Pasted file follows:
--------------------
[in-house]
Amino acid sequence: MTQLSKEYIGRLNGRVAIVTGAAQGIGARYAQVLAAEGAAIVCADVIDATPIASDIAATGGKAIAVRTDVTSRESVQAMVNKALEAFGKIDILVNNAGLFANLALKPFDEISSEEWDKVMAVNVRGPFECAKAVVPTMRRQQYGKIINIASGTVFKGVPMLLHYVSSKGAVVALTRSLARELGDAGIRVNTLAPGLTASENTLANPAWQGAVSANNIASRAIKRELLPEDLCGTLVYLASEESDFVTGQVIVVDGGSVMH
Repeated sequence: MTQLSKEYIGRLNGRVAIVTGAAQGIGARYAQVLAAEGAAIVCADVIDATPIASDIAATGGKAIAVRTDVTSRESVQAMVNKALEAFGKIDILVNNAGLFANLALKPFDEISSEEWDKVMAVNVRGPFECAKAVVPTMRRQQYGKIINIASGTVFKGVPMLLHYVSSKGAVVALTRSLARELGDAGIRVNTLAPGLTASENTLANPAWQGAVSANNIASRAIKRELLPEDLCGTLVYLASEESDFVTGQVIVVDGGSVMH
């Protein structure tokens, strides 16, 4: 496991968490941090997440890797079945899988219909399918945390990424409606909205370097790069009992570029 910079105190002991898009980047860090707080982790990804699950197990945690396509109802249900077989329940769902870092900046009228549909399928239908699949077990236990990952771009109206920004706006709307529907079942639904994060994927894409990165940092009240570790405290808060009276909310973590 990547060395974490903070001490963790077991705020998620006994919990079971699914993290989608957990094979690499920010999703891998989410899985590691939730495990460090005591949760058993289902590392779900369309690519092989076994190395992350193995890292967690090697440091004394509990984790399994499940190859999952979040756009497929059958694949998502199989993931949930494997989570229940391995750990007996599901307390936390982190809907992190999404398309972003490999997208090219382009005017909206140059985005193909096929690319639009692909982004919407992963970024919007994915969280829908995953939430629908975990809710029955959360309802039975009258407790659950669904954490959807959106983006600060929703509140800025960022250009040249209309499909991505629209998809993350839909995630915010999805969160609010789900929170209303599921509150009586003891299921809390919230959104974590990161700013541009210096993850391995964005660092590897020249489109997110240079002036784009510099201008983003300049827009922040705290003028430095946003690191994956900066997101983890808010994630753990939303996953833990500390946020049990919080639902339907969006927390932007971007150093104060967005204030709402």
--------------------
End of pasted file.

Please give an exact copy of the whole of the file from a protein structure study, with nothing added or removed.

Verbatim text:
[in-house]
Amino acid sequence: MTQLSKEYIGRLNGRVAIVTGAAQGIGARYAQVLAAEGAAIVCADVIDATPIASDIAATGGKAIAVRTDVTSRESVQAMVNKALEAFGKIDILVNNAGLFANLALKPFDEISSEEWDKVMAVNVRGPFECAKAVVPTMRRQQYGKIINIASGTVFKGVPMLLHYVSSKGAVVALTRSLARELGDAGIRVNTLAPGLTASENTLANPAWQGAVSANNIASRAIKRELLPEDLCGTLVYLASEESDFVTGQVIVVDGGSVMH
Repeated sequence: MTQLSKEYIGRLNGRVAIVTGAAQGIGARYAQVLAAEGAAIVCADVIDATPIASDIAATGGKAIAVRTDVTSRESVQAMVNKALEAFGKIDILVNNAGLFANLALKPFDEISSEEWDKVMAVNVRGPFECAKAVVPTMRRQQYGKIINIASGTVFKGVPMLLHYVSSKGAVVALTRSLARELGDAGIRVNTLAPGLTASENTLANPAWQGAVSANNIASRAIKRELLPEDLCGTLVYLASEESDFVTGQVIVVDGGSVMH
């Protein structure tokens, strides 16, 4: 496991968490941090997440890797079945899988219909399918945390990424409606909205370097790069009992570029 910079105190002991898009980047860090707080982790990804699950197990945690396509109802249900077989329940769902870092900046009228549909399928239908699949077990236990990952771009109206920004706006709307529907079942639904994060994927894409990165940092009240570790405290808060009276909310973590 990547060395974490903070001490963790077991705020998620006994919990079971699914993290989608957990094979690499920010999703891998989410899985590691939730495990460090005591949760058993289902590392779900369309690519092989076994190395992350193995890292967690090697440091004394509990984790399994499940190859999952979040756009497929059958694949998502199989993931949930494997989570229940391995750990007996599901307390936390982190809907992190999404398309972003490999997208090219382009005017909206140059985005193909096929690319639009692909982004919407992963970024919007994915969280829908995953939430629908975990809710029955959360309802039975009258407790659950669904954490959807959106983006600060929703509140800025960022250009040249209309499909991505629209998809993350839909995630915010999805969160609010789900929170209303599921509150009586003891299921809390919230959104974590990161700013541009210096993850391995964005660092590897020249489109997110240079002036784009510099201008983003300049827009922040705290003028430095946003690191994956900066997101983890808010994630753990939303996953833990500390946020049990919080639902339907969006927390932007971007150093104060967005204030709402």